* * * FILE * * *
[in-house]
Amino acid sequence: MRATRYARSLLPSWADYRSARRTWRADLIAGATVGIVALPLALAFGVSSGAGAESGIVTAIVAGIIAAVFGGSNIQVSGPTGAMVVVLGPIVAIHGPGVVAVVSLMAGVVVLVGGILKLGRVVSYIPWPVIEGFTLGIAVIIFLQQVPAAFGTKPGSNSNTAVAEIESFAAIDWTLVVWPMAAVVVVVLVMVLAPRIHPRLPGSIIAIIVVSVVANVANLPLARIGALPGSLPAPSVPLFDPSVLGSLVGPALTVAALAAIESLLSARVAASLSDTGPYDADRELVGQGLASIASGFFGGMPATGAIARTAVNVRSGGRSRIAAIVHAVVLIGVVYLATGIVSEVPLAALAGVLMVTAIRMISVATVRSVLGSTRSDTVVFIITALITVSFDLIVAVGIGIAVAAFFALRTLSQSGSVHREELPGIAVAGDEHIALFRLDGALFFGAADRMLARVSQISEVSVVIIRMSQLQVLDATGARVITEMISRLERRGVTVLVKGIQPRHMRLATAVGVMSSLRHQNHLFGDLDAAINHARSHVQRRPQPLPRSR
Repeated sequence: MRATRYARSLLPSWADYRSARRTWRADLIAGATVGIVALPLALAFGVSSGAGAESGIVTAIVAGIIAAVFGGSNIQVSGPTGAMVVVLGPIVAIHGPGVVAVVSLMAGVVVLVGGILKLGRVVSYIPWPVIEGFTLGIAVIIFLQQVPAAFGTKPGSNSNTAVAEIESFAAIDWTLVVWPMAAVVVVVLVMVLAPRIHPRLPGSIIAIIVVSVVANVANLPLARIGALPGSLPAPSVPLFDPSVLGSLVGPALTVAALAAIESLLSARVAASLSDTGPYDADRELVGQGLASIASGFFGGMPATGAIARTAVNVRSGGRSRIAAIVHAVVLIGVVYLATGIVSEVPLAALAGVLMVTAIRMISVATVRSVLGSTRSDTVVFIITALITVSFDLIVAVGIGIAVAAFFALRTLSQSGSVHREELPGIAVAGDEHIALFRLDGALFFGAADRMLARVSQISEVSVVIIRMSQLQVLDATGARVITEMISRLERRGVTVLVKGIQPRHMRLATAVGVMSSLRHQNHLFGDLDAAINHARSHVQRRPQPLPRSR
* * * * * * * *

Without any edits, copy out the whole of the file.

[in-house]
Amino acid sequence: MRATRYARSLLPSWADYRSARRTWRADLIAGATVGIVALPLALAFGVSSGAGAESGIVTAIVAGIIAAVFGGSNIQVSGPTGAMVVVLGPIVAIHGPGVVAVVSLMAGVVVLVGGILKLGRVVSYIPWPVIEGFTLGIAVIIFLQQVPAAFGTKPGSNSNTAVAEIESFAAIDWTLVVWPMAAVVVVVLVMVLAPRIHPRLPGSIIAIIVVSVVANVANLPLARIGALPGSLPAPSVPLFDPSVLGSLVGPALTVAALAAIESLLSARVAASLSDTGPYDADRELVGQGLASIASGFFGGMPATGAIARTAVNVRSGGRSRIAAIVHAVVLIGVVYLATGIVSEVPLAALAGVLMVTAIRMISVATVRSVLGSTRSDTVVFIITALITVSFDLIVAVGIGIAVAAFFALRTLSQSGSVHREELPGIAVAGDEHIALFRLDGALFFGAADRMLARVSQISEVSVVIIRMSQLQVLDATGARVITEMISRLERRGVTVLVKGIQPRHMRLATAVGVMSSLRHQNHLFGDLDAAINHARSHVQRRPQPLPRSR
Repeated sequence: MRATRYARSLLPSWADYRSARRTWRADLIAGATVGIVALPLALAFGVSSGAGAESGIVTAIVAGIIAAVFGGSNIQVSGPTGAMVVVLGPIVAIHGPGVVAVVSLMAGVVVLVGGILKLGRVVSYIPWPVIEGFTLGIAVIIFLQQVPAAFGTKPGSNSNTAVAEIESFAAIDWTLVVWPMAAVVVVVLVMVLAPRIHPRLPGSIIAIIVVSVVANVANLPLARIGALPGSLPAPSVPLFDPSVLGSLVGPALTVAALAAIESLLSARVAASLSDTGPYDADRELVGQGLASIASGFFGGMPATGAIARTAVNVRSGGRSRIAAIVHAVVLIGVVYLATGIVSEVPLAALAGVLMVTAIRMISVATVRSVLGSTRSDTVVFIITALITVSFDLIVAVGIGIAVAAFFALRTLSQSGSVHREELPGIAVAGDEHIALFRLDGALFFGAADRMLARVSQISEVSVVIIRMSQLQVLDATGARVITEMISRLERRGVTVLVKGIQPRHMRLATAVGVMSSLRHQNHLFGDLDAAINHARSHVQRRPQPLPRSR